I spent a considerable amount of time this week among the Lamb’s Ear in the garden. Here’s what you might not know about this common plant:
- It has herbal remedy properties. My herbalist sister calls it “nature’s band aid” because it’s able to adhere to your cut or scrape to keep it clean.
- It’s prolific. It has flourished under my black thumb.
- It’s actually quite beautiful. It has a silvery look and is soft to the touch. The blooms are also attractive.
- Some would classify it as a WEED.
There’s a class of people who turn their noses at the Lamb’s Ear, and after such work of getting rid of it, I might join the club. I’m pretty certain the previous owners of the house planted the flower in a few places as part of the landscaping, yet I’ve spent hours yanking it out by the handfuls.
More than once, I’ve wondered who gets to decide whether a plant is, indeed, a weed or worthy cultivation in a flower bed. I mean, who had it in for the dandelion? Ask any 5-year-old and they would tell you that it’s a complete atrocity to believe the sun-headed flower could be such a nuisance.
I decided the line between flower and weed gets crossed when you no longer have the ability to keep it where you want it to grow. It gets out of order. It might even take over.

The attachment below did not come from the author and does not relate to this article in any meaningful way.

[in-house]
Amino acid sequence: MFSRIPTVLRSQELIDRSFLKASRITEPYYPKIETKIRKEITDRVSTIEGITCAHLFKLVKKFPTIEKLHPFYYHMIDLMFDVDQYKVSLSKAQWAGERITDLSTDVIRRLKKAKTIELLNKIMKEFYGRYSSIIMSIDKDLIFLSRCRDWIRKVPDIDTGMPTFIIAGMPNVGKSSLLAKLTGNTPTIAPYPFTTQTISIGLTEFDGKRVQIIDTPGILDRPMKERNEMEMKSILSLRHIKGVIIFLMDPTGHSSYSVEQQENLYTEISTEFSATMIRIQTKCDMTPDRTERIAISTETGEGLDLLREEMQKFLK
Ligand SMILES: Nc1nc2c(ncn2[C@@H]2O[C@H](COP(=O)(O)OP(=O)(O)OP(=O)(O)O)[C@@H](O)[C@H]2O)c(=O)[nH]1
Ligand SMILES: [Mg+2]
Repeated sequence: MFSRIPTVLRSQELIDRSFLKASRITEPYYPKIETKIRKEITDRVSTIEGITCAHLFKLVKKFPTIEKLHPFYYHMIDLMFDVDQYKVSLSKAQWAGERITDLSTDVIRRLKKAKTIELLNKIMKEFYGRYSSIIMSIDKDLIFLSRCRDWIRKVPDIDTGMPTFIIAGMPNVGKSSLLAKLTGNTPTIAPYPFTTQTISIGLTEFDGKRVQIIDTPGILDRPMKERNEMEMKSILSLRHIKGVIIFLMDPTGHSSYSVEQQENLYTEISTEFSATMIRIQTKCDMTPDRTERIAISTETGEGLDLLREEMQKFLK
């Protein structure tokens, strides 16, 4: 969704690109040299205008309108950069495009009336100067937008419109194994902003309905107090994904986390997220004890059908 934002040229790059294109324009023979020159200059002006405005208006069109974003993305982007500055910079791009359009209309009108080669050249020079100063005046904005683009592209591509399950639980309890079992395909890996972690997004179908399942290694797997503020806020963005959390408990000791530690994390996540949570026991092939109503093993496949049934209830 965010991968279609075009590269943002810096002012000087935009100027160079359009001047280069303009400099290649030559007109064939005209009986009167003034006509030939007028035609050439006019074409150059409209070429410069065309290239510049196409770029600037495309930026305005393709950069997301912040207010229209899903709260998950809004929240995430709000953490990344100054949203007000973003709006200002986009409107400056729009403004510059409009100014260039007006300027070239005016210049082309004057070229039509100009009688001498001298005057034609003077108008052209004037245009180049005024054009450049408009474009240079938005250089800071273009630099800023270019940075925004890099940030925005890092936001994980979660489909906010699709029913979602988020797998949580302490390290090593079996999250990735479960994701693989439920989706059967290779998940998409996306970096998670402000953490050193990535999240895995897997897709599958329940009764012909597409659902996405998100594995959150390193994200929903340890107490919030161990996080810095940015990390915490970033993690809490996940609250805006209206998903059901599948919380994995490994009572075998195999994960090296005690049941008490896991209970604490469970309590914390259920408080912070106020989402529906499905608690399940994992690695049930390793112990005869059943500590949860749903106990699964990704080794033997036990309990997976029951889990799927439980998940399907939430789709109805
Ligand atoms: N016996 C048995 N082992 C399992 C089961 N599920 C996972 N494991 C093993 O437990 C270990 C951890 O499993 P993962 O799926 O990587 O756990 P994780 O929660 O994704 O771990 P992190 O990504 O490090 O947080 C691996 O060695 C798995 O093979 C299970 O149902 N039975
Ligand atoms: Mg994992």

A plant goes from desired landscaping to pesky intruder when the gardener is no longer in charge. It might be beautiful. It’s probably helpful in some way. You might even really like it. But it gets out of control. And keeping it around means more rewardless work than beauty and enjoyment.
I have to wonder how many of us keep proverbial gardens full of weeds in our lives. It’s probably something we originally planted with purpose, but it grew uncontrollably, perhaps to the extent that it’s overgrowing a beloved rose bush. This thing in your life: it could be beautiful. It’s probably helpful. And you might even really like it. But it’s out of control.
Sometimes a plant is a flower. Sometimes it’s a weed. How do you know the difference? Check the health of the plants around it. And ensure you have space to walk – if you cannot even move about, to enjoy it’s beauty, what’s the good of keeping it around?